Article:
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Lamont, Democrats On Collision Course Over Raising Taxes For The Wealthy

The Connecticut State Capitol Building in Hartford
The Connecticut State Capitol Building in Hartford

Democratic legislative leaders in Connecticut seem headed for a showdown with Democratic Governor Ned Lamont over a proposed millionaire’s tax in a state with some of the highest income inequality in the country.

The measure would raise taxes on individuals who make $500,000 and couples with incomes of more than $1 million.

Martin Looney is Democratic Senate President. He said now is the time to overhaul what he calls a fundamentally unfair tax system. He wants to increase taxes on millionaires to raise money to invest in underserved communities after pandemic relief funds run out.

“It’s essential to have the debate now and not fall off a cliff a couple of years from now when the federal money is no longer there,” Looney said.

Governor Ned Lamont, who reported $5.3 million dollars in income on his taxes the year before he became governor, said new income taxes are not necessary. He said the state has a nearly $4 billion rainy day fund due to a windfall in revenues from high earners on Wall Street.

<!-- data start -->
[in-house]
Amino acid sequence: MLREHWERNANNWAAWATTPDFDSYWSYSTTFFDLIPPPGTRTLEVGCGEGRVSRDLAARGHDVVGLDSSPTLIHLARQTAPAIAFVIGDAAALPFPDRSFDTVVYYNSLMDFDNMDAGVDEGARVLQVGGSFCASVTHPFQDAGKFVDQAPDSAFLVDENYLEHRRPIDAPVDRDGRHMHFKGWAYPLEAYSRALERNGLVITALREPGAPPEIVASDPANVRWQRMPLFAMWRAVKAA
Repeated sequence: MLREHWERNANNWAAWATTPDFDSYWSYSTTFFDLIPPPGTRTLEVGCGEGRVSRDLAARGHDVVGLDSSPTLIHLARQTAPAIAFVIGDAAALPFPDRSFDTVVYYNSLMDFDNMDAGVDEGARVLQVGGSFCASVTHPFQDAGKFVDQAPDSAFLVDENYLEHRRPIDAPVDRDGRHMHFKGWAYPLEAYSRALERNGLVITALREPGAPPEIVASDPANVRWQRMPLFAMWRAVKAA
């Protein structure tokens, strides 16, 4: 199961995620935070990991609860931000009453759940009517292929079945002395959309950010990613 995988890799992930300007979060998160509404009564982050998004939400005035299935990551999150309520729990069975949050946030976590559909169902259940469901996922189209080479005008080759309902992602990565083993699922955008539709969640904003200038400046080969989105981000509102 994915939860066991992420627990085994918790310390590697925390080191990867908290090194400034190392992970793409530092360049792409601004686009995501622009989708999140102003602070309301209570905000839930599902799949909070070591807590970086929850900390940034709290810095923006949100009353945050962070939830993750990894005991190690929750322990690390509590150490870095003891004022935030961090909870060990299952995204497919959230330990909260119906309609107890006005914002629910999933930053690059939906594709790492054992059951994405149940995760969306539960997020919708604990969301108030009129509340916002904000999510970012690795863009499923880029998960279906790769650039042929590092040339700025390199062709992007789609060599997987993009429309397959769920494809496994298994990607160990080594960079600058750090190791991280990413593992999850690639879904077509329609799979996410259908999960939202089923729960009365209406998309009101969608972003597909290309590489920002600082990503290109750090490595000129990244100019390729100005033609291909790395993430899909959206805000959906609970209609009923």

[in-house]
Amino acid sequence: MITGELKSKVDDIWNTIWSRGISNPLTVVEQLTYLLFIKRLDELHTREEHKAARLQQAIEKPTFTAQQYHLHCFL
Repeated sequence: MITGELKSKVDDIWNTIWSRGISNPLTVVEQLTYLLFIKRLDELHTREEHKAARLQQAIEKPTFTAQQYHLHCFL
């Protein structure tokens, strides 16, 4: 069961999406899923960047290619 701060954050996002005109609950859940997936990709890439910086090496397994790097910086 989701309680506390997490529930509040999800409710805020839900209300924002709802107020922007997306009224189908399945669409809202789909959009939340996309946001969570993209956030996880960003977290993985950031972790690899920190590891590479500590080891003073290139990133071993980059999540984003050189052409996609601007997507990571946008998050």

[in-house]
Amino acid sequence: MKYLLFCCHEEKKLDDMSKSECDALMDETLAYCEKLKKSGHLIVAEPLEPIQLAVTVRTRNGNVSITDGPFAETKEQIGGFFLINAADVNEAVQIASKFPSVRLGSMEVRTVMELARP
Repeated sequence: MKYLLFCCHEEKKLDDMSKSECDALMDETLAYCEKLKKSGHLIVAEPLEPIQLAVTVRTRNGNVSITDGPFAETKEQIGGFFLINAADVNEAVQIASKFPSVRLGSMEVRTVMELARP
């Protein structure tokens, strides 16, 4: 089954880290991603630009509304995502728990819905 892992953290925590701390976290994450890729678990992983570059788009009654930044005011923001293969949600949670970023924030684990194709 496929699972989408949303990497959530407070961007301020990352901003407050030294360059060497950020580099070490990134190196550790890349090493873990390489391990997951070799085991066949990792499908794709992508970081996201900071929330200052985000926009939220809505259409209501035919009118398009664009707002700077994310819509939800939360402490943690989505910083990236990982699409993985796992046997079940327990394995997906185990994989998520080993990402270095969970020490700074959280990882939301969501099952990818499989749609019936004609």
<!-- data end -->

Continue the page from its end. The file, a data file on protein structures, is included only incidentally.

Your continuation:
“I think we have a pretty good budget without raising taxes," Lamont said.

Gary Rose is a political scientist at Sacred Heart University. He expects Lamont to win the debate. He said Democrats don't have the votes to override a veto by the governor.

“In the end we do have to get a budget passed. And on that measure I’m sure some of the Democrats are going to accept some of the governor’s demands,” Rose said.

The governor and lawmakers have until the end of session on June 9 to reach agreement on a budget.

As WSHU Public Radio’s award-winning senior political reporter, Ebong Udoma draws on his extensive tenure to delve deep into state politics during a major election year.